Connecticut is suing federal immigration enforcement over the refusal to honor the state's pardon system when it comes to immigration.
In a lawsuit filed Thursday, Attorney General William Tong argued officials have abandoned decades of practice and singled out the state for "deeply unequal" treatment by refusing to recognize state pardons.
Federal immigration officials contend a pardon needs to come from the governor or the president under a waiver program.
In Connecticut, pardon board members are appointed by the governor.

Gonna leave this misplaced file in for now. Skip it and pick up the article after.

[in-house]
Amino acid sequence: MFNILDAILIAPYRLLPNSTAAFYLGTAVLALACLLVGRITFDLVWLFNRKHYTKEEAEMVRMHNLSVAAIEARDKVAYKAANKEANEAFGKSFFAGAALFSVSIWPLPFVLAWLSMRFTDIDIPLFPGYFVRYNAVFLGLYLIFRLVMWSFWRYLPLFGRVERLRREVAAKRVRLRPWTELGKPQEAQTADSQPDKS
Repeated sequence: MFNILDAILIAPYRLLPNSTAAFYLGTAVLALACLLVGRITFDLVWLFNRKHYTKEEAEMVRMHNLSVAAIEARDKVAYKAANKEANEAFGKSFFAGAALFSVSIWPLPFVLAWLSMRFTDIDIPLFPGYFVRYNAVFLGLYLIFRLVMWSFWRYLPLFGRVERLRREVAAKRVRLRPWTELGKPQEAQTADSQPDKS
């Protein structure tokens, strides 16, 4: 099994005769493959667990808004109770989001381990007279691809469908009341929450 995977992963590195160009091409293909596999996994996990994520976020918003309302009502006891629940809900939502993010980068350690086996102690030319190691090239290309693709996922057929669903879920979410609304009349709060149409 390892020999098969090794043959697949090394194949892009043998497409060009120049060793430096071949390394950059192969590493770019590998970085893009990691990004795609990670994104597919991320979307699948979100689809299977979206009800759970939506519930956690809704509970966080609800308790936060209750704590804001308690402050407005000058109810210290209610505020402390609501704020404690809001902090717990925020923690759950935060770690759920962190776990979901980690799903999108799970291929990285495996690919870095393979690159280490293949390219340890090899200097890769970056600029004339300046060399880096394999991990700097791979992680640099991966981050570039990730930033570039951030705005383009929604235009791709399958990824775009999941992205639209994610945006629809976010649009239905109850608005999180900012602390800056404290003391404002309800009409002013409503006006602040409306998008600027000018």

In July, Tong argued that federal immigration authorities have started the process to deport some state residents with past criminal records even though their crimes were pardoned by the state's Board of Pardons and Paroles.
Five other states have similar systems, including Alabama, Georgia, Idaho, South Carolina and Utah.